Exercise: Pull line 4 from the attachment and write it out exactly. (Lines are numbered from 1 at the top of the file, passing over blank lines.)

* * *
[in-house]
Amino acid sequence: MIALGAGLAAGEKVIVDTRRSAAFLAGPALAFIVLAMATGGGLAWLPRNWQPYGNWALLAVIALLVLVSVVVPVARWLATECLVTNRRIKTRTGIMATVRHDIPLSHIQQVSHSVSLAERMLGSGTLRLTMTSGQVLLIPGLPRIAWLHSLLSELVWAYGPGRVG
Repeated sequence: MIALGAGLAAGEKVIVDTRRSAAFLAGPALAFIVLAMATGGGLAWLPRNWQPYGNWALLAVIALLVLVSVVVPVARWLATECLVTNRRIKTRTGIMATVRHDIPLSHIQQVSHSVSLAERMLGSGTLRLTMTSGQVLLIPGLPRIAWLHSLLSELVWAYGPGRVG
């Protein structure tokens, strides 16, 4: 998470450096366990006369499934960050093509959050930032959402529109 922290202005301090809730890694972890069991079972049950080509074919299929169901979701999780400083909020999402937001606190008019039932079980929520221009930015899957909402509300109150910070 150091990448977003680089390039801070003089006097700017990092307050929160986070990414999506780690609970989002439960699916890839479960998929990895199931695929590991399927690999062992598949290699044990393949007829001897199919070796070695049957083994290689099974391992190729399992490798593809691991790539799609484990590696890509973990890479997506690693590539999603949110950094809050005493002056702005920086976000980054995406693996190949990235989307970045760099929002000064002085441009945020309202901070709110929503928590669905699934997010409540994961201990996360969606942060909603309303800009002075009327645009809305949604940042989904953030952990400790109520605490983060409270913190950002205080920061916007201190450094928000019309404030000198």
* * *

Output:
């Protein structure tokens, strides 16, 4: 998470450096366990006369499934960050093509959050930032959402529109 922290202005301090809730890694972890069991079972049950080509074919299929169901979701999780400083909020999402937001606190008019039932079980929520221009930015899957909402509300109150910070 150091990448977003680089390039801070003089006097700017990092307050929160986070990414999506780690609970989002439960699916890839479960998929990895199931695929590991399927690999062992598949290699044990393949007829001897199919070796070695049957083994290689099974391992190729399992490798593809691991790539799609484990590696890509973990890479997506690693590539999603949110950094809050005493002056702005920086976000980054995406693996190949990235989307970045760099929002000064002085441009945020309202901070709110929503928590669905699934997010409540994961201990996360969606942060909603309303800009002075009327645009809305949604940042989904953030952990400790109520605490983060409270913190950002205080920061916007201190450094928000019309404030000198």